5 Estate Planning Strategies in Light of the SECURE Act
On Dec. 20, 2019, the Setting Every Community Up for Retirement Enhancement Act of 2019 (SECURE Act) was signed into law as part of the Further Consolidated Appropriations Act of 2020. In a partial summary, the SECURE Act promulgates the following changes to retirement plans (particularly IRAs):
- The age at which required minimum distributions (RMDs) begin changed from 70½ to 72.
- Contributions to traditional IRAs can now occur after the age of 70½ to match the unlimited age limit on ROTH contributions.
- Qualified charitable contributions (QCD) are offset by post-70½ tax-deductible IRA contributions. Without getting into the minutiae of calculations, QCDs can be made at 70½ instead of 72 with one caveat — the contributions no longer avoid tax recognition to the extent of cumulative post-70½ IRA contributions made by the taxpayer.
- Prior to the SECURE Act, IRA beneficiaries were allowed, if they chose, to “stretch” RMDs from inherited IRAs over their respective lifetimes. Under the new rules, with certain exceptions, the stretch provision is now replaced with a 10-year window for completely distributing the contents of the account.
With the changes to the stretch provisions for traditional IRAs, a valued strategy that many families relied upon as part of their estate plans was essentially erased with the stroke of President Trump’s pen. Many clients are now wondering what actions should be taken to ensure that the estate plans they developed prior to the SECURE Act are still effective. With a focus on inherited IRAs and the dissolution of the stretch provision, following are five potential estate planning strategies.
1. Accelerate Roth Conversions
One strategy that can be utilized is to begin converting traditional IRA holdings into a ROTH IRA and bequeath it outright, or name an accumulation testamentary trust as the beneficiary of the ROTH (for the benefit of the designated beneficiary), and through such trust, dictate tax-free distributions per the deceased owner’s wishes. The IRA owner can use the IRS life expectancy tables to create their own stretch IRA for the trust beneficiary (or beneficiaries, if applicable).
2. Utilize a Charitable Remainder Trust (CRT)
Another strategy for consideration involves the tax free, lump-sum distribution of an inherited IRA into an irrevocable CRT that names designated beneficiaries as income beneficiaries and a charitable organization as the remainder beneficiary. Conceptually, the CRT will make distributions to the beneficiaries of an IRA for up to 20 years (or the life of the beneficiary, whichever is shorter) with the remainder going to the charity named as the remainderman. There are complexities in structuring the CRT and maintaining its IRS compliance (i.e., the 10-percent remainder test) as well as potential drawbacks such as 1) distributions being limited to income (principal distributions not permitted) and 2) the disinheritance of successor beneficiaries due to the mandatory payment of the trust assets to the charity upon the death of the beneficiary.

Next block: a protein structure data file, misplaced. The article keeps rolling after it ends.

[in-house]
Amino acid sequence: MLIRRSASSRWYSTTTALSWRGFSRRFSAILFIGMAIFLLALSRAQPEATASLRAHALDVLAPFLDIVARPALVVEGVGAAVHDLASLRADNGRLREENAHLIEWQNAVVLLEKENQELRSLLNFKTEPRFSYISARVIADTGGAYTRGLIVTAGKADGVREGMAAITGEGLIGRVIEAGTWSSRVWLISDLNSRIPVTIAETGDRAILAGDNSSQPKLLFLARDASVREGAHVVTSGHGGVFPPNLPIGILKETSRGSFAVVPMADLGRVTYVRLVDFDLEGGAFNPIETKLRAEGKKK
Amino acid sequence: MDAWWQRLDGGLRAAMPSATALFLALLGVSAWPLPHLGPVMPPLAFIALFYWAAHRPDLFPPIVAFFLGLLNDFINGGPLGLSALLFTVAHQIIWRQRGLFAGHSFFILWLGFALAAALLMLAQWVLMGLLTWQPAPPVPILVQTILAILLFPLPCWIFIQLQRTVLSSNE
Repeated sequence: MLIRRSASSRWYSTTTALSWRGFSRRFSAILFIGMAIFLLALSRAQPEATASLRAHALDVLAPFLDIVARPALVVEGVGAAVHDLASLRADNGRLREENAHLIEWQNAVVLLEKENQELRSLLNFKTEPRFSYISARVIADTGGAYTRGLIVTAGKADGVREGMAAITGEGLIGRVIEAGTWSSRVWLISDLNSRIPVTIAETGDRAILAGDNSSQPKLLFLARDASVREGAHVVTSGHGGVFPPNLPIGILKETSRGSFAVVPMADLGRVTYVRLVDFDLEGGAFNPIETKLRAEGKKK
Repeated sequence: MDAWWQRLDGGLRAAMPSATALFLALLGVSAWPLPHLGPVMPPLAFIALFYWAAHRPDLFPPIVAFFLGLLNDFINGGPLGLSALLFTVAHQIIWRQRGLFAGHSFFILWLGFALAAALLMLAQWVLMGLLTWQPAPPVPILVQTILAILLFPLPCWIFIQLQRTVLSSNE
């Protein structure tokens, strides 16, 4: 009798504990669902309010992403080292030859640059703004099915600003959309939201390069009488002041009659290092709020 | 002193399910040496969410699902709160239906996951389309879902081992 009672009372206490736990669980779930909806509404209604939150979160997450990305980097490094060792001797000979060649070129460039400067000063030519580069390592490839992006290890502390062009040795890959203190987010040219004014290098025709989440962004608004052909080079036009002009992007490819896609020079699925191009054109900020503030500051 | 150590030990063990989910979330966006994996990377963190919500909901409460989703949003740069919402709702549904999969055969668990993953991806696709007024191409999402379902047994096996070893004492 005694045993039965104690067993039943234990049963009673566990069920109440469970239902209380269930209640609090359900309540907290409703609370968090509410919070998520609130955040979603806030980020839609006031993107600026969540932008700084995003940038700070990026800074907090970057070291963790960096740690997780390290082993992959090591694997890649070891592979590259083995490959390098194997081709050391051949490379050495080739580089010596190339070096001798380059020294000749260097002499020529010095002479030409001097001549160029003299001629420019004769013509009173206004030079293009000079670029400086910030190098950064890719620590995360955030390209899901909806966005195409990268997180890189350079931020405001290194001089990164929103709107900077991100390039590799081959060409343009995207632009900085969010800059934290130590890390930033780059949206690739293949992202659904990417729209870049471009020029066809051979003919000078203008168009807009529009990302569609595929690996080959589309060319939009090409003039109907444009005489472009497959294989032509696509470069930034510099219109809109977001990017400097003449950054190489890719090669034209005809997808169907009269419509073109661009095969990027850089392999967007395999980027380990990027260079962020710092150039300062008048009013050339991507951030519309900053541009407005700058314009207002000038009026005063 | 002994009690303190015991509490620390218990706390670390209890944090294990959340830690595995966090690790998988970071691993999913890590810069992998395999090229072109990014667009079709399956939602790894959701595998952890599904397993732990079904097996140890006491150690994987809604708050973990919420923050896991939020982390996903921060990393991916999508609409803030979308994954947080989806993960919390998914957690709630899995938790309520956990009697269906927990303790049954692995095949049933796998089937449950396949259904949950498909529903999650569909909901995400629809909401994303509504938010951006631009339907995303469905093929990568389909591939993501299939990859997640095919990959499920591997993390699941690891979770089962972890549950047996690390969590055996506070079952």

3. Multi-Beneficiary Trusts
Multi-beneficiary trusts can be utilized to allow designated beneficiaries to potentially benefit from inherited IRAs bequeathed to both them and an eligible designated beneficiary, such as a disabled or chronically ill person. The structures could be in one of the following forms:
- A bifurcated trust, where the conduit trust (and stretch portion) pays out to the eligible designated beneficiary, and the accumulation trust pays out to the designated beneficiary under the 10-year rule
- A sequential trust, where payments are made first to the eligible designated beneficiary under the stretch provisions and then to the designated beneficiary under the 10-year rule upon the death of the first beneficiary
4. Life Insurance
Generally, life insurance can be used to act as a hedge against the adverse effects of the SECURE Act. By taking distributions and using part of those proceeds to pay life insurance premiums on permanent life insurance (which can be housed in an irrevocable life insurance trust) with a face amount that covers, at a minimum, the account size set aside for bequeathment, the IRA owner can not only gain peace of mind with the fact that the asset won’t fluctuate in value, he or she will also be pleased that such an asset is being passed on to heirs without the burden of taxes.
5. Keeping the Status Quo
In some situations, things might be just fine with the new rules in place. The 10-year rule might work as an alternative to the stretch provision of the IRA, and certain alternative planning may work for clients for one or more of the following reasons:
- Many IRA beneficiaries do not stretch their inherited funds.
- For those that do stretch their IRAs, many exhaust their accounts within 10 years anyway.
- Given the size of the account, taxes and expenses of certain strategies, the status quo is considered to be the path of least resistance.
Regardless of the strategy chosen, it makes sense to sit down with clients to ensure that their plans contemplate all relevant variables and make sense in light of their financial goals, wishes and financial situation.
This article appeared in the September/October 2020 issue of New Jersey CPA magazine. Read the full issue.